Lady Gaga Got Heartbreakingly Candid About Being Raped as a Teenager
She shared that she got pregnant while trapped in her cycle of abuse.
Warning: This post contains topics of sexual assault, rape, abuse, and self harm.
In the premiere episode of Prince Harry and Oprah Winfrey’s new Apple TV docuseries, The Me You Can’t See, Lady Gaga opened up about her severe struggles with her mental health after she was raped at 19 years old by a music producer.
“I was 19 years old and I was working in the business, and a producer said to me, ‘Take your clothes off.’ And I said no,” Gaga, who uses her real name Stefani Germanotta in the episode, said. “And I left, and they told me they were going to burn all of my music. And they didn’t stop. They didn’t stop asking me, and I just froze and I don’t even remember.”
And I will not say his name, Gaga continued. I understand this Me Too movement. I understand that some people feel really comfortable with this. And I do not. I do not ever want to face that person again.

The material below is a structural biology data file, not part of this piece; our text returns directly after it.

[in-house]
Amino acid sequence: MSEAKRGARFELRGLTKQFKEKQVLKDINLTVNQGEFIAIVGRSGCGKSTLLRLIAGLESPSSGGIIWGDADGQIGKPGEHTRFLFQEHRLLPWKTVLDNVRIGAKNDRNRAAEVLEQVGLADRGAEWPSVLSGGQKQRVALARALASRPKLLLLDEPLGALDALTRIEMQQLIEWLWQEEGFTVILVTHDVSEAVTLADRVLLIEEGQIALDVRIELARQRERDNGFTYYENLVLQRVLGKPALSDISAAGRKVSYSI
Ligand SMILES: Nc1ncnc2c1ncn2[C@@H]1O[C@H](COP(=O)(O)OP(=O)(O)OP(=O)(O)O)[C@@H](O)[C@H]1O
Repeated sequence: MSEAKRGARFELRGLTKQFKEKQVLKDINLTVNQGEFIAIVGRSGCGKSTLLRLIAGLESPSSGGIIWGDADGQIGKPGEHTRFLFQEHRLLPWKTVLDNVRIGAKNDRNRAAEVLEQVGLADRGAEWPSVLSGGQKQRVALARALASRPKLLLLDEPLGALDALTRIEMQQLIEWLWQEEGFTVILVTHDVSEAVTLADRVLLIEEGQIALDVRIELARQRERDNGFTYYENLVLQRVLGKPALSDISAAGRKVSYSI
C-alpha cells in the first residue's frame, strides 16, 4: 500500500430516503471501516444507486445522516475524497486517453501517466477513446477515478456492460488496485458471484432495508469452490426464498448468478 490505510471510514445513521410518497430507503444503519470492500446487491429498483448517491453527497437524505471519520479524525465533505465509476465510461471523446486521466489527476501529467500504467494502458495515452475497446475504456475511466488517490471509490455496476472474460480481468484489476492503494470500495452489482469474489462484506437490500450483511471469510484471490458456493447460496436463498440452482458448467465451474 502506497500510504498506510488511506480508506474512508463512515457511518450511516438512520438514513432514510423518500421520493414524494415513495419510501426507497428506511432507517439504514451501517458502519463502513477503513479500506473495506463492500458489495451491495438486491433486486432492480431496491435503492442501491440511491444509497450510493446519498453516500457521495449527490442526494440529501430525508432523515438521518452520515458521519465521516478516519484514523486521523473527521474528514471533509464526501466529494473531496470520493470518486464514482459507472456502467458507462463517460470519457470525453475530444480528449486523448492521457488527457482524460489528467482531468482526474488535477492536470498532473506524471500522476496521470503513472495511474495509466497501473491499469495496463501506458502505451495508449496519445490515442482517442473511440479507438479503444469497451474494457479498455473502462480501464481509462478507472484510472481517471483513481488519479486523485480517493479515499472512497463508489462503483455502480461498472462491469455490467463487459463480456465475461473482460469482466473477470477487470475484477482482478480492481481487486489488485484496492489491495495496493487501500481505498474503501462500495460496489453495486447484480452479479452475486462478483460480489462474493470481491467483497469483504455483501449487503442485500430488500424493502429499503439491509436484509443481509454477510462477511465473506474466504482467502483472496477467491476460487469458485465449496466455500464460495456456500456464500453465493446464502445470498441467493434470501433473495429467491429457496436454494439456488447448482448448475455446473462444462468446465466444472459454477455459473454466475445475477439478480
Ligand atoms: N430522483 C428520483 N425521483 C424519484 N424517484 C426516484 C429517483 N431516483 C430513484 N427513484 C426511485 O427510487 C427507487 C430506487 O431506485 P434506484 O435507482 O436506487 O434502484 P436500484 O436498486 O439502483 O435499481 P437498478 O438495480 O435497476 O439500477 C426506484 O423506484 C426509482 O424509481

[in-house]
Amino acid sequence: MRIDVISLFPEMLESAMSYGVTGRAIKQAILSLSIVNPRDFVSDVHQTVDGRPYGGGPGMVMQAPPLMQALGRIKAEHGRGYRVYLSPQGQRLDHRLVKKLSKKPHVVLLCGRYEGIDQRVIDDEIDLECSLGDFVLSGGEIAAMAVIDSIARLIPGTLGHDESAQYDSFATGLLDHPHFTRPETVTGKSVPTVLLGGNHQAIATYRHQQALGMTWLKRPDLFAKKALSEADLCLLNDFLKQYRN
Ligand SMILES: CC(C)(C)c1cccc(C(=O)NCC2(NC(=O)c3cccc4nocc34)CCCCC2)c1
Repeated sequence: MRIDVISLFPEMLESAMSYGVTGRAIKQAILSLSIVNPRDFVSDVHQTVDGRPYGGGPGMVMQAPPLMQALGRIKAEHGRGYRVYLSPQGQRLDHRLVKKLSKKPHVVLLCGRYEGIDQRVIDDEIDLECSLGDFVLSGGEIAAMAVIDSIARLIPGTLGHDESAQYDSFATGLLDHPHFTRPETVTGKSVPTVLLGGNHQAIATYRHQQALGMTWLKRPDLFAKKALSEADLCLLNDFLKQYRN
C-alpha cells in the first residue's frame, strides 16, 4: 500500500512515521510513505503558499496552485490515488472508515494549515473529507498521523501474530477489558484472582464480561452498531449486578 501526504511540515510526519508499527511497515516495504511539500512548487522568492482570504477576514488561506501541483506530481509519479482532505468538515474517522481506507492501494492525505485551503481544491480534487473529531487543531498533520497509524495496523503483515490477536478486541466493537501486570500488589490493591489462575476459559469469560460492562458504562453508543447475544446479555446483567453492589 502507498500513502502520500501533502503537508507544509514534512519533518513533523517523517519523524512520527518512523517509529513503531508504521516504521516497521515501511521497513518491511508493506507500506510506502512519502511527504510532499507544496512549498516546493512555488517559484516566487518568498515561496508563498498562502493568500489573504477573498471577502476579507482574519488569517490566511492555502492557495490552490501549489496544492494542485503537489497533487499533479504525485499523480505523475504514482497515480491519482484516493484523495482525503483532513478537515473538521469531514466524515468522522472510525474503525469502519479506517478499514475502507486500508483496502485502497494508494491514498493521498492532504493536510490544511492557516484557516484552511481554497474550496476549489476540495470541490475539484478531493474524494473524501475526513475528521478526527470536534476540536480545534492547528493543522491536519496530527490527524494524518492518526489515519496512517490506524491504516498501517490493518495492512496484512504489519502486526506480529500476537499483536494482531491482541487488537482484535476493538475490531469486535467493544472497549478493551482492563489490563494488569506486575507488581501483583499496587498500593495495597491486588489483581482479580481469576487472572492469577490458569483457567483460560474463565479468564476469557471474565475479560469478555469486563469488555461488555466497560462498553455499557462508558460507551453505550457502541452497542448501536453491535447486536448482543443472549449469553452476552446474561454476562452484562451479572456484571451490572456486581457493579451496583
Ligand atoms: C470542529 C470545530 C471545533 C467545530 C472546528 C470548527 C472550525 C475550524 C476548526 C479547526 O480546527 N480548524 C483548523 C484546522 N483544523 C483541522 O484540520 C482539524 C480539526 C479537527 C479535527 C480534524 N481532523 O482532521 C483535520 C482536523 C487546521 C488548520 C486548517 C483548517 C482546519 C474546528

Gaga has been open about her experience with this music producer for years, opening up to Vogue in 2018 about how she believes her PTSD caused by her abuse triggered her fibromyalgia diagnosis. However, in The Me You Can’t See, Gaga went into more detail, explaining that she ended up getting pregnant during this cycle of abuse.
“First I felt full-on pain, then I went numb,” she said of the physical pain she began experiencing years after her abuse. “And then I was sick for weeks and weeks and weeks and weeks after, and I realized that it was the same pain that I felt when the person who raped me dropped me off pregnant on a corner. At my parents’ house because I was vomiting and sick. Because I’d been being abused. I was locked away in a studio for months.”
Gaga developed self-harm habits hoping someone would notice her pain, noting that she had a “total psychotic break” that affected her for years after the abuse ended. “You think you’re gonna feel better ’cause you’re showing somebody, ‘Hey, look I’m in pain,'” she said. “It doesn’t help. I always tell people: Tell somebody. Don’t show somebody.”
Years later, PTSD still affects everything she does. Even if I have six brilliant months, all it takes is getting triggered once to feel bad, Gaga continued. And when I say feel bad, I mean want to cut, think about dying, wondering if I’m ever gonna do it.
“This system is so abusive and it’s so dangerous,” she added, later noting that she’s finally developed healthy methods to deal with her trauma responses. Once therapy and focusing on health entered the picture, “It all started to slowly change,” Gaga said.
If you or someone you know is in need of help, call the National Sexual Assault Hotline at 1-800-656-4673 or speak with someone via the virtual chat on the RAINN website.